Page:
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Wakanda Forever

Crafting a successful sequel is never an easy task, but the main challenge facing Ryan Coogler and the continuation of the BLACK PANTHER franchise was the heartbreaking fact that the Black Panther himself, Chadwick Boseman, passed away before filming even began. The original film was a revolutionary oddity in the cinematic world, a blockbuster that had plenty to say, and resonated in a way that ventured well beyond on the scope of typical comic-book fare. Part of this was because it didn’t feel like yet another cog in the unstoppable AVENGERS machine (in the same way that recent ventures like DOCTOR STRANGE AND THE MULTIVERSE OF MADNESS or THOR: LOVE AND THUNDER did), but it was also in large part to Boseman’s emotional turn as T’Challa.  

Without its anchor, how could the character, and the BLACK PANTHER world, stay afloat? Additionally, how do you make a movie that sensitively tackles the unexpected loss of its hero, while still finding a way to advance the cinematic universe that it is a part of? 

Coogler’s BLACK PANTHER: WAKANDA FOREVER is an admirable effort that pays respectful homage to Boseman and T’Challa, while also forging ahead towards the future. It never quite delivers in the undeniably powerful and transformative way its predecessor did, but it is as an engaging adventure that excels in ways that the aforementioned Doctor Strange and Thor chapters did not. 

After an illness takes the life of King T’Challa, the people of Wakanda are in mourning.  The Black Panther no longer serves as their protector and Queen Ramonda (Angela Basset) must deal with the fact that the entire world knows of the nation’s existence, and the vibranium that helps power them. The entire world wants a piece of the priceless commodity, and will go to any means necessary to procure it.  

Princess Shuri (Letitia Wright) has taken the loss of her brother as hard as anyone.  She blames herself for not being able to save him, and is keen to let the Black Panther fade into legend. Though she may possess the ability to recreate the powerful heart herb that would provide someone with the power to become the Black Panther, she refuses to do so. She instead wants to focus on technological advances that would help Wakanda grow stronger.

Wakandians have always assumed they were the only keepers of vibranium, but as it turns out, there is another society, deep underwater, that uses the same element. The tribe, lead by Namor (José Tenoch Huerta Mejía) has lived in isolation for hundreds of years. When humanity begins drilling in the oceans in hopes of finding vibranium, Namor approaches the Wakandians in hope of forging an alliance to protect themselves, and crush the human rebellion before it begins. Queen Ramonda and Shuri are reluctant to agree, particularly when the underwater king (who also has wings on his feet and can breathe in the water and on the land) wants to kill a teenage scientist (Dominque Thorne) that developed the technology to hunt for vibranium. Thus begins a war between the two nations, one that could have cataclysmic results for themselves, and the human race.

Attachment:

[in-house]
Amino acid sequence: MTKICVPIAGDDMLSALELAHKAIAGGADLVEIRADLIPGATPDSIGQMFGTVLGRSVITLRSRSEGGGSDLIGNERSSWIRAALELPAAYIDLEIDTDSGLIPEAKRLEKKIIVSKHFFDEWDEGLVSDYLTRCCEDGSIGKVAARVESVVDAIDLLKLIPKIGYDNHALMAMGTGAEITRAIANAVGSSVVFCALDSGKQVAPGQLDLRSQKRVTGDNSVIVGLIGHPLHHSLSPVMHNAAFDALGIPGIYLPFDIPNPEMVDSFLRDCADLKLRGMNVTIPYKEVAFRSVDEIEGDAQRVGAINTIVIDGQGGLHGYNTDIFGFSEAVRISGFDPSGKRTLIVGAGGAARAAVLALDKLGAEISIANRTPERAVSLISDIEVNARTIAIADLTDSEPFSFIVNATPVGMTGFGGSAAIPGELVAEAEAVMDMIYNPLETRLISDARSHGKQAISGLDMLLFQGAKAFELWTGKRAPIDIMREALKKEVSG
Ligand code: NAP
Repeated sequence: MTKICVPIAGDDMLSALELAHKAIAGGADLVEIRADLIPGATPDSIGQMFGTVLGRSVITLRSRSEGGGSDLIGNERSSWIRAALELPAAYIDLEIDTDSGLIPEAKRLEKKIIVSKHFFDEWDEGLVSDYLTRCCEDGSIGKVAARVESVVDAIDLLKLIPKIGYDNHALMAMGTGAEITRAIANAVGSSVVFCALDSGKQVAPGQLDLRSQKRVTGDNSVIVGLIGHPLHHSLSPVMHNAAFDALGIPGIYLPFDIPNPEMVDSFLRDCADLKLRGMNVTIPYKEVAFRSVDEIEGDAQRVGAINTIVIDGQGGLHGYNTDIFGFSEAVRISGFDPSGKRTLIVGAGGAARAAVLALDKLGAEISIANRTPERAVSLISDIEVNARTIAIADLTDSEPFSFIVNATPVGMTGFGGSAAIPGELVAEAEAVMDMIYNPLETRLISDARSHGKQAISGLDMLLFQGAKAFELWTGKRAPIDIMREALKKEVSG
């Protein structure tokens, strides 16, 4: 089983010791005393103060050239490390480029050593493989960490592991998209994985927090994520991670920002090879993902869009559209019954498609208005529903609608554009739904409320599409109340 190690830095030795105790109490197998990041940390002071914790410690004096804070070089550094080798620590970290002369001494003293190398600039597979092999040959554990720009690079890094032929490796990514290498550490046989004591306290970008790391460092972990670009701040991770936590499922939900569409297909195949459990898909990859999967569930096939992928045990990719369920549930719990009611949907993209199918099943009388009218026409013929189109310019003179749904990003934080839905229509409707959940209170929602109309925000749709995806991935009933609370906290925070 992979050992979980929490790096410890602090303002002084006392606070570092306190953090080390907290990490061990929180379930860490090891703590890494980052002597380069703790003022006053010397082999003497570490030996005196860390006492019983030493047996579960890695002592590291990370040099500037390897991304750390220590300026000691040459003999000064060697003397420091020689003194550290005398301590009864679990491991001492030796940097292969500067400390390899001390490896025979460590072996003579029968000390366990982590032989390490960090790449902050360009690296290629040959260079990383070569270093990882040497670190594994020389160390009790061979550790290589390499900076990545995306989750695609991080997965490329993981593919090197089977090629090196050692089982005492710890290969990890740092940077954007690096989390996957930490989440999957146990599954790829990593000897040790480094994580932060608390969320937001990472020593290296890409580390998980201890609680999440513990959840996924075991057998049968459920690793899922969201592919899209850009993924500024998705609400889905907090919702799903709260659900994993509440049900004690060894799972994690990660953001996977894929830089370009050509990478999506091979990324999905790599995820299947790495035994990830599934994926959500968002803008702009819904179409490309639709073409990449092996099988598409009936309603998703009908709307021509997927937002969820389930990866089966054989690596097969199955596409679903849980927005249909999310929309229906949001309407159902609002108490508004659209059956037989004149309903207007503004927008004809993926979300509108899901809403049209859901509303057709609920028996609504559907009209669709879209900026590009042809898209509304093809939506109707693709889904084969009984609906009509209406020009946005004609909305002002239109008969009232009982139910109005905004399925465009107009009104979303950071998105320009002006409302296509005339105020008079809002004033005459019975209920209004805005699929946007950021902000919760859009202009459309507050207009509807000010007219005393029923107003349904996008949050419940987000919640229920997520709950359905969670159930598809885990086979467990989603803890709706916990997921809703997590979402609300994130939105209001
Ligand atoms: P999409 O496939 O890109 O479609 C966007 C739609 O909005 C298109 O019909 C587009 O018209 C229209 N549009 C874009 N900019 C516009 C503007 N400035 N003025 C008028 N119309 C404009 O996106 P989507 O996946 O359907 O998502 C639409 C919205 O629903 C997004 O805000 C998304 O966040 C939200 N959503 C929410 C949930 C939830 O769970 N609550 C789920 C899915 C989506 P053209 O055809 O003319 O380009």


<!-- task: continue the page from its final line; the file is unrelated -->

The performances of everyone involved help WAKANDA FOREVER rise above any obstacles it faces. Wright, who spends the majority of the movie on the cusp of becoming the new Black Panther has the weight of the world on her shoulders, and carries this tremendous burden with relative ease. The emotions she projects are undeniably genuine, allowing the powerful performer to bring a strong sense of humanity into a production that features a flying fish guy. As Namor, Huerta delivers a star-making turn as a villain who isn’t all bad, but not exactly a hero, either. He is willing to be vulnerable and compassionate, but also isn’t afraid to slay anyone who stands in the way of him or his people. His conflicted nature aids in his development, and the fact that he considers himself a mutant doesn’t exactly hurt in the eventual involvement of the X-Men in the MCU.

With a running-time of over two-and-a-half hours, WAKANDA FOREVER does drag on a bit at times. Some of the action sequences, while entertaining, don’t hit as hard as they used to. The CGI, which is usually a strong suit of this universe, doesn’t hold the same magic as it used to, either. As it did in MUTLTIVERSE OF MADNESS, I found the effects to be distractingly silly on occasion. This time around it was particularly noticeable, given the serious tone of the production. To top it off, the fact that Namor’s people look as if they were an early prototype of characters from AVATAR certainly doesn’t do the film any favors. I found this choice particularly baffling, considering AVATAR has been in production for years, and everyone has known that the sequel was right around the corner. The residents of Pandora far outshine those in BLACK PANTHER  and considering my 13-year-old daughter said as much as the film ended, I know I am not alone in these feelings.  

Flaws aside, WAKANDA FOREVER is a ride worth taking, and while superhero fatigue is starting to rear its head more often than not as of late, it serves its fallen hero well while remaining relevant as an advancement in the MCU.  


(Now Playing in Theaters)

Brian Miller